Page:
Counseling Services workers discuss their career choices


Written by: Tiffany Bartell

Editor’s note: The following articles are written by counseling professionals from Counseling Services in partnership with the Southern Accent.

One of the most commonly asked questions I am asked is, “What made you want to become a counselor?” 

For me, the journey to becoming a counselor was not a straight line. I’ve always enjoyed connecting with and helping people, so I decided in high school to go into human resources. 

In college, when I was almost done with my degree in business, I started working in HR. While I enjoyed it, it did not feel as though I’d found my place in the world. Fast forward, and I went back to school and finished an undergraduate degree in psychology and a master’s in counseling. And now I am working on my doctorate. 

The reason that I am a counselor is simply that I love people. I’m fortunate enough to have found a job where I can come in each day and do something that I love. That is my story, but everyone has their own. Here are a few reasons why others have decided to enter the mental health field.

Kim Daniel is one of our graduate counseling interns. When asked why she wants to work in mental health, she shared that she worked in different fields and enjoyed them, but something felt missing. Kim looked back over the work that she enjoyed the most and felt fulfilled by and realized she enjoyed having a job where she was always learning, helping others and connecting with them, as well as being part of bigger change. 

“I had a lot of times growing up when my mental health was not a positive situation, and I had a lot of people who didn’t understand,” Daniel said. “I finally started learning about [mental health] and found people who could have those conversations with me. I felt understood, and I want to be that for other people.”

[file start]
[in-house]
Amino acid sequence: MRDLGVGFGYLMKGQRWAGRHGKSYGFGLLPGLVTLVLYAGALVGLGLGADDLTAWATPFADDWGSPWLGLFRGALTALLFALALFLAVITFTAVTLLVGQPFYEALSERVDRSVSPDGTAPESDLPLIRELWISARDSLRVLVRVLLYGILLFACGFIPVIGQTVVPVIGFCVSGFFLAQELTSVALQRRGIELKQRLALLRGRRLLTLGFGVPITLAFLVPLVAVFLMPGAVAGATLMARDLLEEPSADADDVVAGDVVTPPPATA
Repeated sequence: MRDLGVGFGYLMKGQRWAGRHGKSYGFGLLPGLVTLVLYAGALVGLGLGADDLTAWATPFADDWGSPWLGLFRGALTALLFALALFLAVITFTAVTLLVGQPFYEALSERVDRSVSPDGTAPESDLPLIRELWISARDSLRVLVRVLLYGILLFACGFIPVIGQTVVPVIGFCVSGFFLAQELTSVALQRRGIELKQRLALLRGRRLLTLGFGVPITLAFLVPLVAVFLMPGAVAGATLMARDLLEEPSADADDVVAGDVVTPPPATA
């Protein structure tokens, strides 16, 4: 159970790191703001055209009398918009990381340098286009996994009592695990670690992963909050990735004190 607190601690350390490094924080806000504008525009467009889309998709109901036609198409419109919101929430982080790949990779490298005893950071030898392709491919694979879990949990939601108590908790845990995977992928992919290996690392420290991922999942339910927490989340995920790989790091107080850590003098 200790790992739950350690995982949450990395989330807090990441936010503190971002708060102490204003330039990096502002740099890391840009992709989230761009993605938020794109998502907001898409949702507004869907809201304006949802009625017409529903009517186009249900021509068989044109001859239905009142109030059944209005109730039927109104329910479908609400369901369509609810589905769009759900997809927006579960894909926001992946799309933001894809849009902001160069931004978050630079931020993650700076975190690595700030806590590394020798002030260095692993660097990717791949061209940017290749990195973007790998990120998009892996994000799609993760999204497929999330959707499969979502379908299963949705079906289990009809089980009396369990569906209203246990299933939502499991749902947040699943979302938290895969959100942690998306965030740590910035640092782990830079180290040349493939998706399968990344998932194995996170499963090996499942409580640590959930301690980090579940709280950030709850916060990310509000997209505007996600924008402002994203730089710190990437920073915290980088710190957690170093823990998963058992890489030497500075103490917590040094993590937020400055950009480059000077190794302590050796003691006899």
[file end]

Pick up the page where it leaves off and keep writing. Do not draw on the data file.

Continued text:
In the Counseling Services department, we also have graduate social work interns. Beatrice Ngugi grew up in South Africa and shared that, where she lived, mental health was not understood or validated. 

“If anyone told you that they were depressed, it was taken flippantly,” Ngugi said. It was not until I came to the United States that I felt depressed and homesick. I didn’t know what to do with it, and I wish I had. I know people back home also experience depression, and I want to be part of helping them.”

Hadassah Jackson, another one of our social work interns, shared that she chose to go into the mental health field after witnessing how mental health struggles could significantly affect individuals and could even cause physical illness. 

“I decided to go into the mental health field because I believe it is just as important as our physical health,” Jackson said. “I want to spread awareness that counseling is for everyone.”

These are some of the reasons why we chose the mental health field and love to serve the students here at Southern. If you are interested in pursuing a life calling in the field of mental health, we encourage you to not only prioritize your own mental health, but to reach out to some of the programs on campus to see how you can be equipped for a rewarding career in this field.

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